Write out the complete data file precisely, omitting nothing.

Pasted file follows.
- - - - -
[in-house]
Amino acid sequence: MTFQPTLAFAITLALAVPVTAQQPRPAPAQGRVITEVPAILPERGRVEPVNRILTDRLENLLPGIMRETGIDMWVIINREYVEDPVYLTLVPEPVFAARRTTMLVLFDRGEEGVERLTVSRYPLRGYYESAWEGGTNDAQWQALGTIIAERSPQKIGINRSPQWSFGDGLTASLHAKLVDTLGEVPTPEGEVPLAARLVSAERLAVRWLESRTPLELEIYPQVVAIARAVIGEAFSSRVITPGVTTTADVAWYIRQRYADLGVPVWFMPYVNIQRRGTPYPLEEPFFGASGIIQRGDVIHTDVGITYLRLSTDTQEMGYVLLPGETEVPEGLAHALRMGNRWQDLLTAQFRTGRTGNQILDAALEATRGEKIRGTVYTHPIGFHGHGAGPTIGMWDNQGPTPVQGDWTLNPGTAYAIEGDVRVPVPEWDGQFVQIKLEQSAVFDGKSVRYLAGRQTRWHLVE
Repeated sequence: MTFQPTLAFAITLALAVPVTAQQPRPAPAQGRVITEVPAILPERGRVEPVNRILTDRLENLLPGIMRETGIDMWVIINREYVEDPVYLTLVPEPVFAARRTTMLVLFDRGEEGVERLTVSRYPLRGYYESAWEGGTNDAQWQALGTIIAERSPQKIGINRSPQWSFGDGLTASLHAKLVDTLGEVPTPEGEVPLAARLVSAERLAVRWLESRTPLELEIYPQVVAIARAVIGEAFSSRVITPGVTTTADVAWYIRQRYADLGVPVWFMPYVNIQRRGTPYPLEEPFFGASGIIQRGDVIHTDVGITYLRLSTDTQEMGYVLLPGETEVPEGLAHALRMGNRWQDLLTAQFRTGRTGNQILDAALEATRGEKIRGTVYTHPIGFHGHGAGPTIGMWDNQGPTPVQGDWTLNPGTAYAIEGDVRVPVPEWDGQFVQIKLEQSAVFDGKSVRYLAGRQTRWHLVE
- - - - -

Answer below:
[in-house]
Amino acid sequence: MTFQPTLAFAITLALAVPVTAQQPRPAPAQGRVITEVPAILPERGRVEPVNRILTDRLENLLPGIMRETGIDMWVIINREYVEDPVYLTLVPEPVFAARRTTMLVLFDRGEEGVERLTVSRYPLRGYYESAWEGGTNDAQWQALGTIIAERSPQKIGINRSPQWSFGDGLTASLHAKLVDTLGEVPTPEGEVPLAARLVSAERLAVRWLESRTPLELEIYPQVVAIARAVIGEAFSSRVITPGVTTTADVAWYIRQRYADLGVPVWFMPYVNIQRRGTPYPLEEPFFGASGIIQRGDVIHTDVGITYLRLSTDTQEMGYVLLPGETEVPEGLAHALRMGNRWQDLLTAQFRTGRTGNQILDAALEATRGEKIRGTVYTHPIGFHGHGAGPTIGMWDNQGPTPVQGDWTLNPGTAYAIEGDVRVPVPEWDGQFVQIKLEQSAVFDGKSVRYLAGRQTRWHLVE
Repeated sequence: MTFQPTLAFAITLALAVPVTAQQPRPAPAQGRVITEVPAILPERGRVEPVNRILTDRLENLLPGIMRETGIDMWVIINREYVEDPVYLTLVPEPVFAARRTTMLVLFDRGEEGVERLTVSRYPLRGYYESAWEGGTNDAQWQALGTIIAERSPQKIGINRSPQWSFGDGLTASLHAKLVDTLGEVPTPEGEVPLAARLVSAERLAVRWLESRTPLELEIYPQVVAIARAVIGEAFSSRVITPGVTTTADVAWYIRQRYADLGVPVWFMPYVNIQRRGTPYPLEEPFFGASGIIQRGDVIHTDVGITYLRLSTDTQEMGYVLLPGETEVPEGLAHALRMGNRWQDLLTAQFRTGRTGNQILDAALEATRGEKIRGTVYTHPIGFHGHGAGPTIGMWDNQGPTPVQGDWTLNPGTAYAIEGDVRVPVPEWDGQFVQIKLEQSAVFDGKSVRYLAGRQTRWHLVE